The natural inclination is to find someone to blame. The blaming of Love seems to have passed through our area for now. Since he’s not around and won’t be for a couple of months, there’s no point in belaboring the point and hammering down a guy that can’t prove anybody right or wrong. His hand just won’t allow it. And thankfully, fans seem to acknowledge that for now and I haven’t really seen any blame placed on his beard. However, you still have someone to blame. Eventually, it will be Rick Adelman because the coach always takes the fall at some point. But for now, his situation doesn’t allow him to be with the team and our thoughts go out to him and his wife right now.
So who else is blame-worthy? A lot of the sentiment peppering the Twitter waves last night went toward the guy pictured above. No, they weren’t blaming Tony Parker. I mean… Parker was a big part of why the Wolves got destroyed. He had 20 points on 10-of-15 shooting in just 29 minutes of action. He did whatever he wanted out there.
No, people started freaking out about Ricky Rubio, saying he shouldn’t be playing if he can’t produce like we need him to produce. I’m not going to lie; this enraged me. It enraged me because it seemed so short-sighted and desperate. Is Ricky Rubio 100%? Not even close. Is Ricky Rubio 80%? I’m not even so sure of that. I know Rubio definitely isn’t healthy enough to do what he did last year consistently. That much is obvious. But to pretend that Rubio has been bad this season because he’s not scoring the ball or even looking to score the ball seems odd.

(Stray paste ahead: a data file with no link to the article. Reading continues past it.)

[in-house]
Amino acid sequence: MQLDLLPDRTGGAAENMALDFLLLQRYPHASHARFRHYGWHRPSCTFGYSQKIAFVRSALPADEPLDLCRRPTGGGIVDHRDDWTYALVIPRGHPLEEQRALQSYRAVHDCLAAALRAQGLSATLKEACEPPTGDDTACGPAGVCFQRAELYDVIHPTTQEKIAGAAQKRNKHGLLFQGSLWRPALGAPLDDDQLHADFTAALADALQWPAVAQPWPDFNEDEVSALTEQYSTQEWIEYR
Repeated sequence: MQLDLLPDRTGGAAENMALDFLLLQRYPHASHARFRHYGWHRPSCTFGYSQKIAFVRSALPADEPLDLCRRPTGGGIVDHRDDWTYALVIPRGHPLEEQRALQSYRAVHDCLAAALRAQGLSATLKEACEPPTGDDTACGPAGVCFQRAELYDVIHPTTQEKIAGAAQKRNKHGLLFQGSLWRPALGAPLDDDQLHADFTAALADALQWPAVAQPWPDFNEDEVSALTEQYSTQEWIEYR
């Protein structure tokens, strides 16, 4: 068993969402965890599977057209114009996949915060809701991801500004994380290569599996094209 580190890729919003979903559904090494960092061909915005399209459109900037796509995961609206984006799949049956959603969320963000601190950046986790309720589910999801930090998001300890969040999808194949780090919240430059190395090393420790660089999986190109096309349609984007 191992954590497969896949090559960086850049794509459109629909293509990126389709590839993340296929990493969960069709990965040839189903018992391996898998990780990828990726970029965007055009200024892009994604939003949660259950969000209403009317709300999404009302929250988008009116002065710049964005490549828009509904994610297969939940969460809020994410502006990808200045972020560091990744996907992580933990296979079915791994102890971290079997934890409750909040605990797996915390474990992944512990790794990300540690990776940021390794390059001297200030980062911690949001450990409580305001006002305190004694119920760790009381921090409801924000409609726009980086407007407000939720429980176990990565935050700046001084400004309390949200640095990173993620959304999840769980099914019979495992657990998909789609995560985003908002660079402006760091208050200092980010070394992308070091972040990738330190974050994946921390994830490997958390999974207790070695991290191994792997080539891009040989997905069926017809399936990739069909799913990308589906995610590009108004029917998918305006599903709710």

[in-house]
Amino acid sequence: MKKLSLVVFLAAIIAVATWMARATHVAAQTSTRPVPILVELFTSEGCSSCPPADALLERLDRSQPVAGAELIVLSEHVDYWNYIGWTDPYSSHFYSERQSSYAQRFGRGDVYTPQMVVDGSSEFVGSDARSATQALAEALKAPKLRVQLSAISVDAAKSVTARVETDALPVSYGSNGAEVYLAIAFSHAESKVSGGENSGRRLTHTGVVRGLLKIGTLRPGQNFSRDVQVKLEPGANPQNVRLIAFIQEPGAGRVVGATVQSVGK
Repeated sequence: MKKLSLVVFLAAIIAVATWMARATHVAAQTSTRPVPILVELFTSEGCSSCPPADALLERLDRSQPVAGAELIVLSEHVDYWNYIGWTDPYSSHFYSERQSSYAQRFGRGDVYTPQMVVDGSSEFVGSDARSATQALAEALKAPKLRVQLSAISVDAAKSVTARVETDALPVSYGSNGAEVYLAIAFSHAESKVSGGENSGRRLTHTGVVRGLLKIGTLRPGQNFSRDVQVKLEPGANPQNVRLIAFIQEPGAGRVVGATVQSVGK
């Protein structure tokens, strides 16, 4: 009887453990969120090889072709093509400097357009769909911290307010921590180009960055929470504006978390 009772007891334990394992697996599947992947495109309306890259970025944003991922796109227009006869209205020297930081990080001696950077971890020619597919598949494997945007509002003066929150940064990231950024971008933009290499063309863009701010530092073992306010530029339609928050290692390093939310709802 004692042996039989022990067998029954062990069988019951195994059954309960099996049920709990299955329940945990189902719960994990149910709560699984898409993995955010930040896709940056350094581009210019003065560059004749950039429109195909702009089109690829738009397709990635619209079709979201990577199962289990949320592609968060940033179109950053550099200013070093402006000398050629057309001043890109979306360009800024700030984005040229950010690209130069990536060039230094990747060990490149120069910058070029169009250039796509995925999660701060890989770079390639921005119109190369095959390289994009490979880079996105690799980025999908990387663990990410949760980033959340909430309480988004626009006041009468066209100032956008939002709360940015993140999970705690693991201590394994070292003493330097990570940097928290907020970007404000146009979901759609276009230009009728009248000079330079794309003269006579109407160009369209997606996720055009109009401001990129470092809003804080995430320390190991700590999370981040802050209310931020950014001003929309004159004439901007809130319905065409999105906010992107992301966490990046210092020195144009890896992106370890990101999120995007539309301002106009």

Each game for Rubio is a building block. It’s not a building block for improving his game, necessarily. That will have to come during the summer months and into next season. That’s when we’ll see if he can improve his impressive but flawed set of skills. It’s a building block with his body and more specifically his leg. If you notice on every single shot Rubio took last night, they were all short — every single one of them. Rubio’s feel for the game is still impressive. He knows where to deliver the ball most of the time.